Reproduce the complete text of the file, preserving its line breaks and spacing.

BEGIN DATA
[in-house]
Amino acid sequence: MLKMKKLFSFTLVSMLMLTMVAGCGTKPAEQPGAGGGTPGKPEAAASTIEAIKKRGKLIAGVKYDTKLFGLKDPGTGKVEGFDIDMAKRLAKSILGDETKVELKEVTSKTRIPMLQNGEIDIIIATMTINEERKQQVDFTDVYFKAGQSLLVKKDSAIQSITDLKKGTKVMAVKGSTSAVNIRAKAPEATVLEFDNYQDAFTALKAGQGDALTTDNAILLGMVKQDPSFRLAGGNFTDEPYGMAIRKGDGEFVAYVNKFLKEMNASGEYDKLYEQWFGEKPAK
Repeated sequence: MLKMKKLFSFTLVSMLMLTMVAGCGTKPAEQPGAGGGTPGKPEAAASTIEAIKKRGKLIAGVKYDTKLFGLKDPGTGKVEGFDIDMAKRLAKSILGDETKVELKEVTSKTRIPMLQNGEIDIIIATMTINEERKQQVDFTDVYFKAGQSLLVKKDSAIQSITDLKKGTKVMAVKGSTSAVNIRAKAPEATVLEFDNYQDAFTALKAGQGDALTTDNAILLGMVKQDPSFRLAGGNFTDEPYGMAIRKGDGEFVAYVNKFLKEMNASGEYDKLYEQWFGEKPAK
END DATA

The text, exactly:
[in-house]
Amino acid sequence: MLKMKKLFSFTLVSMLMLTMVAGCGTKPAEQPGAGGGTPGKPEAAASTIEAIKKRGKLIAGVKYDTKLFGLKDPGTGKVEGFDIDMAKRLAKSILGDETKVELKEVTSKTRIPMLQNGEIDIIIATMTINEERKQQVDFTDVYFKAGQSLLVKKDSAIQSITDLKKGTKVMAVKGSTSAVNIRAKAPEATVLEFDNYQDAFTALKAGQGDALTTDNAILLGMVKQDPSFRLAGGNFTDEPYGMAIRKGDGEFVAYVNKFLKEMNASGEYDKLYEQWFGEKPAK
Repeated sequence: MLKMKKLFSFTLVSMLMLTMVAGCGTKPAEQPGAGGGTPGKPEAAASTIEAIKKRGKLIAGVKYDTKLFGLKDPGTGKVEGFDIDMAKRLAKSILGDETKVELKEVTSKTRIPMLQNGEIDIIIATMTINEERKQQVDFTDVYFKAGQSLLVKKDSAIQSITDLKKGTKVMAVKGSTSAVNIRAKAPEATVLEFDNYQDAFTALKAGQGDALTTDNAILLGMVKQDPSFRLAGGNFTDEPYGMAIRKGDGEFVAYVNKFLKEMNASGEYDKLYEQWFGEKPAK